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sour-featured Whigs the Grassmarket was
As if half the West had set tryst to be hang'd; 15 There was spite in each look, there was fear in each e'e, As they watch'd for the bonnets of Bonny Dundee. Come fill up my cup, &c.
These cowls of Kilmarnock had spits and had spears,
At the toss of the bonnet of Bonny Dundee.
He spurr'd to the foot of the proud Castle rock, And with the gay Gordon he gallantly spoke ; 'Let Mons Meg and her marrows speak twa words or three,
For the love of the bonnet of Bonny Dundee.'
Come fill up my cup, &c.
The Gordon demands of him which way he goes'Where'er shall direct me the shade of Montrose ! 30 Your Grace in short space shall hear tidings of me, Or that low lies the bonnet of Bonny Dundee.
Come fill up my cup, &c.
There are hills beyond Pentland, lands beyond Forth;
If there's lords in the Lowlands, there's chiefs in
There are wild Duniewassals, three thousand times
Will cry Hoigh! for the bonnet of Bonny Dundee. Come fill up my cup, &c.
20. lang-hafted] long-handled. gullies] knives. 21. closeheads] entrances to alleys. 26. marrows] companions.
'There's brass on the target of barken'd bull-hide There's steel in the scabbard that dangles beside; 40 The brass shall be burnish'd, the steel shall flash free At a toss of the bonnet of Bonny Dundee.
Come fill up my cup, &c.
'Away to the hills, to the caves, to the rocks-
He waved his proud hand, and the trumpets were blown,
The kettle-drums clash'd, and the horsemen rode on, Till on Ravelston's cliffs and on Clermiston's lee, Died away the wild war-notes of Bonny Dundee.
Come fill up my cup, come fill up my can, Come saddle the horses and call up the men, Come open your gates, and let me gae free, 55 For it's up with the bonnets of Bonny Dundee! SIR W. SCOTT.
1. Lords of Convention. The parliament of the Scottish Estates, representing the clergy and the nobility, who_met_at Edinburgh to settle the government of Scotland at the Revolution of 1689.
7. the West Port. One of the exits of Edinburgh.
14. Grassmarket. A street in Edinburgh.
25. gay Gordon. The Marquis of Huntly, first Duke of Gordon, was Constable of Edinburgh Castle in 1689. After an interview with Claverhouse he agreed to hold the Castle for James II but would not promise to fire on the Convention. He subsequently surrendered the Castle, three days before the battle of Killicrankie.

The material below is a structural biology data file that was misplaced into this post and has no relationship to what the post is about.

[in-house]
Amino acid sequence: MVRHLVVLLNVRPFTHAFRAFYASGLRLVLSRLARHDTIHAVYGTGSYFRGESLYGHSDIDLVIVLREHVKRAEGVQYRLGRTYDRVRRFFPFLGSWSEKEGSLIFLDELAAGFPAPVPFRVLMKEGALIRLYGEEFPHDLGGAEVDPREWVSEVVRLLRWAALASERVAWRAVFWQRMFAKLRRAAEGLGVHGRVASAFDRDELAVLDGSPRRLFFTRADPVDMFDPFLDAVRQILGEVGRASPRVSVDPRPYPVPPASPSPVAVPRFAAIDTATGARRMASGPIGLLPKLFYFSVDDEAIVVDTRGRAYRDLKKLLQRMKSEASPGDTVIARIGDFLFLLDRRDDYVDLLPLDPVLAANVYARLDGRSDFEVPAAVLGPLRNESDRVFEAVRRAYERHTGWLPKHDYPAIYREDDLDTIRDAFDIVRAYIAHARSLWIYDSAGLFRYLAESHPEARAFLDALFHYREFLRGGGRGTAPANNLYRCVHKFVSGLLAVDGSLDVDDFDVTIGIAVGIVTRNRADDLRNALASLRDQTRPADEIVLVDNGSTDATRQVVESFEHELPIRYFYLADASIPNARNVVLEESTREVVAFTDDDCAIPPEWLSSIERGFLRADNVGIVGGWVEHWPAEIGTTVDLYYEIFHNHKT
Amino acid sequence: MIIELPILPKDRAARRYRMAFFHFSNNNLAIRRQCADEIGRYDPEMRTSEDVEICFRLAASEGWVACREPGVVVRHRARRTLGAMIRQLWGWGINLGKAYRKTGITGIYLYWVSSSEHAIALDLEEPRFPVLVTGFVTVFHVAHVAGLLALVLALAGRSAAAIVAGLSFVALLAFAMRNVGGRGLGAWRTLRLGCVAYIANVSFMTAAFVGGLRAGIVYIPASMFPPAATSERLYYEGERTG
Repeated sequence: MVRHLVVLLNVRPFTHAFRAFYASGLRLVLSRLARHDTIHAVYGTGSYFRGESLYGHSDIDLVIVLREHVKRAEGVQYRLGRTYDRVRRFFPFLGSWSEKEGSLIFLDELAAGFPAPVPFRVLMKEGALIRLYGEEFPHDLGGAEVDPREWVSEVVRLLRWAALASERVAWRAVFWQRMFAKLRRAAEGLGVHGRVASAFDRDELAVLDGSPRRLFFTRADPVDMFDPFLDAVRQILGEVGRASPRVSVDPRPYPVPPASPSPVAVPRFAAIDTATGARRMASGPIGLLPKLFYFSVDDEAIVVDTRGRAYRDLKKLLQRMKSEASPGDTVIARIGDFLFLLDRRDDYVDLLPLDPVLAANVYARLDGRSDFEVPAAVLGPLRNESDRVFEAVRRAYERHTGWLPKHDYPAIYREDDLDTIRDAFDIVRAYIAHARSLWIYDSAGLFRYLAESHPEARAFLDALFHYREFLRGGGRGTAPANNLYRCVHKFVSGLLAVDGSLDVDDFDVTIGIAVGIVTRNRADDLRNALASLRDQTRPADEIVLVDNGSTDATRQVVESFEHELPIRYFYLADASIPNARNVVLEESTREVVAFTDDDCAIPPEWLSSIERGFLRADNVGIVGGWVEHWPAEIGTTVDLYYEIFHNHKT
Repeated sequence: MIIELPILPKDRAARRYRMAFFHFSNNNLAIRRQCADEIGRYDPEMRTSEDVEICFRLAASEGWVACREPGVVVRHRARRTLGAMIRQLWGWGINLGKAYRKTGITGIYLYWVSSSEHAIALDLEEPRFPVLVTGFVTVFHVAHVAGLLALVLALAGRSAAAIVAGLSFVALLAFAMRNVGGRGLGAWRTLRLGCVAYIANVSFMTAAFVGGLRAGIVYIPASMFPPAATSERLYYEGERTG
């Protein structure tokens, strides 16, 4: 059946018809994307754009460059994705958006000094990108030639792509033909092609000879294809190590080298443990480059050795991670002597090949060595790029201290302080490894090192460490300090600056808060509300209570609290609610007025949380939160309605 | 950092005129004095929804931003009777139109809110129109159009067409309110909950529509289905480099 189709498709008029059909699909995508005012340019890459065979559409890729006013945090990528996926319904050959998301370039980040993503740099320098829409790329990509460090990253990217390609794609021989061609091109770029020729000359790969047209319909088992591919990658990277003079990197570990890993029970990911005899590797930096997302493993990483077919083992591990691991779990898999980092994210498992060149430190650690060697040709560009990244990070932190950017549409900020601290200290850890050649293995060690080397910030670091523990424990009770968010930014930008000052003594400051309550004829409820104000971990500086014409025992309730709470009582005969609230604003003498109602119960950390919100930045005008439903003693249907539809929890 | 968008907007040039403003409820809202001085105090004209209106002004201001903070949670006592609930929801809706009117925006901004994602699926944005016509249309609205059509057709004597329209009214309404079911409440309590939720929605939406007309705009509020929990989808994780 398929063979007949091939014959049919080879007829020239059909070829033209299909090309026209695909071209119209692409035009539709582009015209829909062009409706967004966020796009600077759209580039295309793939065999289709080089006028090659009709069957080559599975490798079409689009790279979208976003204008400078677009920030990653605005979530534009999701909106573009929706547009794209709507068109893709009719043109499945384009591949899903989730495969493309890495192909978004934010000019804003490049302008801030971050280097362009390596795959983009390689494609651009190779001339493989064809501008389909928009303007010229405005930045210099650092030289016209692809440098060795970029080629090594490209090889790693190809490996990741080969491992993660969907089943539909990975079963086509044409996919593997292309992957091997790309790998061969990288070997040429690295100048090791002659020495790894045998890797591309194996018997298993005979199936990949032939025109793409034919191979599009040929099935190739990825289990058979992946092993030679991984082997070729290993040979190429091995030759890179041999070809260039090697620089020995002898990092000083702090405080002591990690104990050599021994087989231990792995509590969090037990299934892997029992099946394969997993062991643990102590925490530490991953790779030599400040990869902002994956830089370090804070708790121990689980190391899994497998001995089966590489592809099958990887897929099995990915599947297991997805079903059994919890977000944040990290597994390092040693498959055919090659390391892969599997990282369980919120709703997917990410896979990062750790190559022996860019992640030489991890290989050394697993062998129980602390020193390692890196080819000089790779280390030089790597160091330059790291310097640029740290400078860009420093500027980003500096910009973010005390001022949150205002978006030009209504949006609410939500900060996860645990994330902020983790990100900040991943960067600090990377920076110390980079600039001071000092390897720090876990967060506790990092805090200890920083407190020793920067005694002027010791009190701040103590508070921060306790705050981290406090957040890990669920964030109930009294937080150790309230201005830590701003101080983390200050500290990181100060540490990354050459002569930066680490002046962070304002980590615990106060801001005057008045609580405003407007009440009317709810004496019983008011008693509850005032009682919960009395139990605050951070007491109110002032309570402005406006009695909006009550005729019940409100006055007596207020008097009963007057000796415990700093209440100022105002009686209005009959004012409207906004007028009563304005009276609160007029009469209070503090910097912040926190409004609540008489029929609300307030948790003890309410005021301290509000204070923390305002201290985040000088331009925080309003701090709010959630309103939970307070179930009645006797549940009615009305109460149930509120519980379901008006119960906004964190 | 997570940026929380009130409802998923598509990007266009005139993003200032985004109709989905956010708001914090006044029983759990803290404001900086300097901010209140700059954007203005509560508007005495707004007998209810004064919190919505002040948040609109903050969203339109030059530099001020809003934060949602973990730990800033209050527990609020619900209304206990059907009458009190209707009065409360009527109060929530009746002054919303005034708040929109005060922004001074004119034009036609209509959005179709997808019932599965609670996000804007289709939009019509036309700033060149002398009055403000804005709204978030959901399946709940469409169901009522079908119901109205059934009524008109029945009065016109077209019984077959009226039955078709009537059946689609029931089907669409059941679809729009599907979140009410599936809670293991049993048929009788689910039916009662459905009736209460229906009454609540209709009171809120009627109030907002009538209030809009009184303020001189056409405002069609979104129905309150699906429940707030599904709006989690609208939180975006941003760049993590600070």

26. Mons Meg, a gun in Edinburgh Castle. It was cast at Mons in Flanders. (Meg-Maggie.)
30. shade of Montrose. The Earl of Montrose attempted a rising in favour of Charles II, but was defeated and executed in 1650.
36. Duniewassals. Highland gentlemen.
This sonnet was written by Wordsworth on his first sight of the pass of Killicrankie in 1803, when an invasion of the French was expected.
SIX thousand veterans practised in war's game,
O for a single hour of that Dundee,
THE MASSACRE OF GLENCOE
Maclan (or 'Glencoe ') was the last of the Scottish chiefs to take the oath of allegiance to William III. He reached Fort William for this purpose after the appointed day. His oath was accepted; but, through the malice of either Argyle or the Master of Stair, his submission was not reported to the Council of Edinburgh. Six weeks later Maclan and almost the whole of the Macdonald clan were murdered by a contingent of Argyle's regiment which had lived with them for a fortnight as guests.
'O TELL me, Harper, wherefore flow
Where none may list their melody?
Say, harp'st thou to the mists that fly,
Screams chorus to thy minstrelsy?'—
'No, not to these, for they have rest,-
But those for whom I pour the lay,
'Their flag was furl'd, and mute their drum,
In guise of hospitality.
His blithest notes the piper plied,
To tend her kindly housewifery.
'The hand that mingled in the meal
At midnight drew the felon steel,
And gave the host's kind breast to feel
The friendly hearth which warm'd that hand,
Meed for his hospitality!
At midnight arm'd it with the brand,
Their red and fearful blazonry.
'Then woman's shriek was heard in vain,
More than the warrior's groan, could gain
II. erne] eagle.
22. snood] ribbon.
The winter wind that whistled shrill,
Far more than Southern clemency.
'Long have my harp's best notes been gone, Few are its strings, and faint their tone, They can but sound in desert lone
Their grey-hair'd master's misery. Were each grey hair a minstrel string Each chord should imprecations fling, Till startled Scotland loud should ring, 'Revenge for blood and treachery!'
SIR W. SCOTT,
MARLBOROUGH AT BLENHEIM
Blenheim was the first of that series of victories by Marlborough which shook the military prestige of France, and eventually led to the Treaty of Utrecht, with its far-reaching effects on the establishment of England as a great power.
BUT, O my muse, what numbers wilt thou find
'Twas then great Marlborough's mighty soul was proved,
That, in the shock of charging hosts unmoved,
Examined all the dreadful scenes of war;